None of that is in-depth knowledge and none of that is formalized and most of all, there is no rhyme and reason to little Cloud's studies – basically, Vincent just teaches him a little bit of whatever crosses his mind during their travels.

Because they travel a lot.

Only a day or two at a time at first, to get Cloud's mother used to the idea – not that she opposes him half as much as Vincent believes she should – then longer and longer, until Vincent can take Cloud everywhere (except Midgar, for obvious reasons).

And incidentally make friends with a few key people.

Like Cid Highwind, still faithfully working for ShinRa's Space Program at this point, who curses up a storm at their 'getting in his bloody way' but – to Vincent's trained eye at least – looks rather impressed by the child's natural understanding of engines.

Or Nanaki, who gets a suitably cryptic piece of advice that will hopefully keep him well away from ShinRa's mad scientist, and who turns into the occasion for an extremely important lesson for Cloud – that a flaming tail and fire-red fur are no signs of his being a monster and don't change the fact that his intelligence well surpasses that of any human's.

Or even Dio, who is disgustingly annoying in Vincent's opinion, but still a total genius when it comes to the entertainment business – and really, what's wrong with investing in a sure hit like the Gold Saucer? You never know when you'll need to found a terrorist group or two, after all.

Just like you never know when a little bit of calculated networking will mean the difference between failure and success.

Saving the world is more than a one-man job. Better that Cloud has some strategical contacts to fall back to should the time come... just in case.

Thus they travel, and only apparently by chance they meet a tiny Yuffie - who is as irritating at seven as she will be at sixteen or twenty even if she is still at the stage where she steals sweets rather than materia (and who, when Vincent ropes her into showing the two of them around the Wutaian capital, ends up with a sweet crush on Cloud, much to the kid's dismay and Vincent's snickering amusement).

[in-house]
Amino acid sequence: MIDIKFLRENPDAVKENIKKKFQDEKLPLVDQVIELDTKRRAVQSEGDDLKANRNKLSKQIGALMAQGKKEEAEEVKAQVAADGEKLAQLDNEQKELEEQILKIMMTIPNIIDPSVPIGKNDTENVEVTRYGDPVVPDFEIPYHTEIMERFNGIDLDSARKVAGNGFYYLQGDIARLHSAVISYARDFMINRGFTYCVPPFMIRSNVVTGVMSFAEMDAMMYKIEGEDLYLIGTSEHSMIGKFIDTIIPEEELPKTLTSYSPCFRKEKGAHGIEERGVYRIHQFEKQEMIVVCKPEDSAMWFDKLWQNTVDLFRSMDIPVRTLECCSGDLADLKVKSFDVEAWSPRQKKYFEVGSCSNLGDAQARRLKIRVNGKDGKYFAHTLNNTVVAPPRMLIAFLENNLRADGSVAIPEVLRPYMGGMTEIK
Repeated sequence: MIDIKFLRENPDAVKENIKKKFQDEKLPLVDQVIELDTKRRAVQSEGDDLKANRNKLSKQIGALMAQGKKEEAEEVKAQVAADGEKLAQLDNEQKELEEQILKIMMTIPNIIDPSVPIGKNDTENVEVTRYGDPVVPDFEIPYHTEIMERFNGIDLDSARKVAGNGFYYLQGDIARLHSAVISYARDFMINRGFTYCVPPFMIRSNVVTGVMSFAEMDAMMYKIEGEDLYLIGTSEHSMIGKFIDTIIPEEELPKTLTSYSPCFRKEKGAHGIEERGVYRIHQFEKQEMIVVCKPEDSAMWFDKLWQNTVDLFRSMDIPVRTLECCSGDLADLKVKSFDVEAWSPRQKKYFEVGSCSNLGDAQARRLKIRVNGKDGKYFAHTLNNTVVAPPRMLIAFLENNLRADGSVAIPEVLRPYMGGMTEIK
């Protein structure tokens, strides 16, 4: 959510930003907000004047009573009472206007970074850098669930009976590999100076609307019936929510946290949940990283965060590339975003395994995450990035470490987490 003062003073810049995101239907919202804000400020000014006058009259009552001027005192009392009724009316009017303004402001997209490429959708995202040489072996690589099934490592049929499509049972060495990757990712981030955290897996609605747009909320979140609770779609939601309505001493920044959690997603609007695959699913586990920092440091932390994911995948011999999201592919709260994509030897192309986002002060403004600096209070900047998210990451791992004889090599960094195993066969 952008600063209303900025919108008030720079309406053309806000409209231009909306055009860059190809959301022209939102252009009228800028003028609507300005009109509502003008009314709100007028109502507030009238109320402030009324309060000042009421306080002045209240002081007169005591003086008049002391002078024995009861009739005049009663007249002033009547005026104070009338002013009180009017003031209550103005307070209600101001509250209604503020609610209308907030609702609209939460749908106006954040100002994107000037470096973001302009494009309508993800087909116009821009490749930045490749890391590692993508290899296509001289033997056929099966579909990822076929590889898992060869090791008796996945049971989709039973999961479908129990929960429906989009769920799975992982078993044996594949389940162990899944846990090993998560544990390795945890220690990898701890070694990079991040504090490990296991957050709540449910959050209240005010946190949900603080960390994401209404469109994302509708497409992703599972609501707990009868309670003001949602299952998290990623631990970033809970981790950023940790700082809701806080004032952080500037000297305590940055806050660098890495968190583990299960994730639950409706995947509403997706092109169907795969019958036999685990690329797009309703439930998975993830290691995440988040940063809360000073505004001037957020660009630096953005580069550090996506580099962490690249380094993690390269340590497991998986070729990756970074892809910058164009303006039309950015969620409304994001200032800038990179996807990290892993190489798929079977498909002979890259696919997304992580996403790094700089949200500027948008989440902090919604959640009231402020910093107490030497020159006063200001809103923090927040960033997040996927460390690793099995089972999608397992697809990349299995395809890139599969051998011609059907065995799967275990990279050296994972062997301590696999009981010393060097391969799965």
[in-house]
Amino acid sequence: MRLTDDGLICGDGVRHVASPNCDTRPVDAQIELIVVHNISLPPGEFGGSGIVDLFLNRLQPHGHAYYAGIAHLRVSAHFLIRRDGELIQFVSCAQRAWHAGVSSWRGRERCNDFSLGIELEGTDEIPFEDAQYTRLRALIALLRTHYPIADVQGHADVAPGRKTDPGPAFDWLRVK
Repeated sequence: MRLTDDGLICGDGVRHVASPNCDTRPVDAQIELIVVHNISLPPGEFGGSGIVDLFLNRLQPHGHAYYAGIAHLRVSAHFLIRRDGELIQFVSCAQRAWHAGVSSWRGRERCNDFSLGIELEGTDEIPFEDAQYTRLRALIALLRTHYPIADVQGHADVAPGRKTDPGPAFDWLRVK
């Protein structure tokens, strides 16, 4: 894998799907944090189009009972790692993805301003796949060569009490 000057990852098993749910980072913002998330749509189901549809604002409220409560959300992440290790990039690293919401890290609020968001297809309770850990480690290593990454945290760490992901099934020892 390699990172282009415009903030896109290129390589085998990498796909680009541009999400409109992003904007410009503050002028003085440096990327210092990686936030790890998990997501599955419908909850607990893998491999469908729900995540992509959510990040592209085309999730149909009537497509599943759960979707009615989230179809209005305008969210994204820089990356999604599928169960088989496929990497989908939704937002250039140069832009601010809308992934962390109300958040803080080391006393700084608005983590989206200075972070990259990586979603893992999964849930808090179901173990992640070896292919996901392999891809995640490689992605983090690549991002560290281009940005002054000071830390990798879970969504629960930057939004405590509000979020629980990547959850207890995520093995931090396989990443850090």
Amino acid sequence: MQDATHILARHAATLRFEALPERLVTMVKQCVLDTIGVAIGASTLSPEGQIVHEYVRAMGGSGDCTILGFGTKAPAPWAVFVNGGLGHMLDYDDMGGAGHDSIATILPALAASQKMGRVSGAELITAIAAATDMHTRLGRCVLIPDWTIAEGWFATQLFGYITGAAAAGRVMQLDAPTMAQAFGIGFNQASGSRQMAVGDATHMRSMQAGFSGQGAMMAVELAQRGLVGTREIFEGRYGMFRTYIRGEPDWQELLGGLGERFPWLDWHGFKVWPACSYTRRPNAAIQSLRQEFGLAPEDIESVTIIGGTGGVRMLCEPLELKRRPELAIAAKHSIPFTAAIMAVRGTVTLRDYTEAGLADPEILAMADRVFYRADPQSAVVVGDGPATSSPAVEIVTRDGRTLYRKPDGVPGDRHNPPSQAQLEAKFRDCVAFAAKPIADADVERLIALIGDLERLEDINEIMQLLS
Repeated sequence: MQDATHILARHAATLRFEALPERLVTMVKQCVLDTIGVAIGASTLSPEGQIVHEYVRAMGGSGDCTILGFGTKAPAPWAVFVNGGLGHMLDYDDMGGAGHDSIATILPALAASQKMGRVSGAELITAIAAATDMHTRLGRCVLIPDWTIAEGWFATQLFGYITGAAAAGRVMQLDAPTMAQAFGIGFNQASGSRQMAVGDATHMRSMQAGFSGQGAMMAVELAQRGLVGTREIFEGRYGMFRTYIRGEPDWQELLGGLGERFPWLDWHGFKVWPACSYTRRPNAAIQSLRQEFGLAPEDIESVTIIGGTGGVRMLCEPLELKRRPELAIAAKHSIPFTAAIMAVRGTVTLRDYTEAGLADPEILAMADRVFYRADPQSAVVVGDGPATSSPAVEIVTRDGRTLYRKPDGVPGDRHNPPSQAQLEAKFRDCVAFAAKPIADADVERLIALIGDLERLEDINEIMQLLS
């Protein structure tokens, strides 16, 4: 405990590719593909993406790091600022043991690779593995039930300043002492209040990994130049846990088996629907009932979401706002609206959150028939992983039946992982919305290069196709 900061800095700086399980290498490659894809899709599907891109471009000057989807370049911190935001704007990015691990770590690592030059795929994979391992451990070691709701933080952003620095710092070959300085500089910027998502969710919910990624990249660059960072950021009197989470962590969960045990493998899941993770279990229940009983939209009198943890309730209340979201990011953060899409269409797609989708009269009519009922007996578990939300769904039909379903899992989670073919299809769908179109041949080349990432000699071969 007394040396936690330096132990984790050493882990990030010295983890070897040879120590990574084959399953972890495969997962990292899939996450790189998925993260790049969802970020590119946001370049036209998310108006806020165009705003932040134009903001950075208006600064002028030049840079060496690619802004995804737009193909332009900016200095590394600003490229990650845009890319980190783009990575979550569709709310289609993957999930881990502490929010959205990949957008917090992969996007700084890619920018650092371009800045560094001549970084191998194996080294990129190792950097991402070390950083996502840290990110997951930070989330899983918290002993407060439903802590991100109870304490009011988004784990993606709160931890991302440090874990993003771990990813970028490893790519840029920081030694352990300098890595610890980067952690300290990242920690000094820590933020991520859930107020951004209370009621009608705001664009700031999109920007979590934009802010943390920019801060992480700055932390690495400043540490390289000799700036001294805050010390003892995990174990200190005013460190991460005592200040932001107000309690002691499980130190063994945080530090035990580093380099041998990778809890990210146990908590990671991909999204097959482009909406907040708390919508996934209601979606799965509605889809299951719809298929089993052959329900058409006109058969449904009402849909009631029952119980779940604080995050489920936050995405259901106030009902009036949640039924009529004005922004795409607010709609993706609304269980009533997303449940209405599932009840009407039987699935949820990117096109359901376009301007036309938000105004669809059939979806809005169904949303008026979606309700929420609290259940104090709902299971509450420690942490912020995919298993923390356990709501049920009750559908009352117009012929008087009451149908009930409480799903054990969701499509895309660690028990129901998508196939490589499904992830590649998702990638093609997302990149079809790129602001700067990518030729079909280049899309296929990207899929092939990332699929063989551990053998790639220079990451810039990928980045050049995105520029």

Then a young Shalua and a toddler Shelke, who, though already visibly smarter than any girls their age, are at this point just two sweet sisters living quite happily in North Corel – and if Vincent stresses to their parents what a bad idea it would be to catch ShinRa's attention through exceptional performances, he makes sure to do it out of hearing range of any of the children.

And finally an exuberant dark-haired kid, with a winning grin and dreams too big for the little town of Gongaga where he is born, who manages to break through all of the cold-and-tough barriers little Cloud has erected against the world over time as if they aren't even there and lodges himself in the younger boy's heart without effort, taking the younger boy under his wing with the naturalness of someone who was born to be a big brother.

"I'm going to be a hero!" Zack Fair declares confidently, striking a pose in the stifling, hot humidity that would have anyone else too lethargic for any kind of action, and Vincent can tell that in Cloud's eyes, he already is.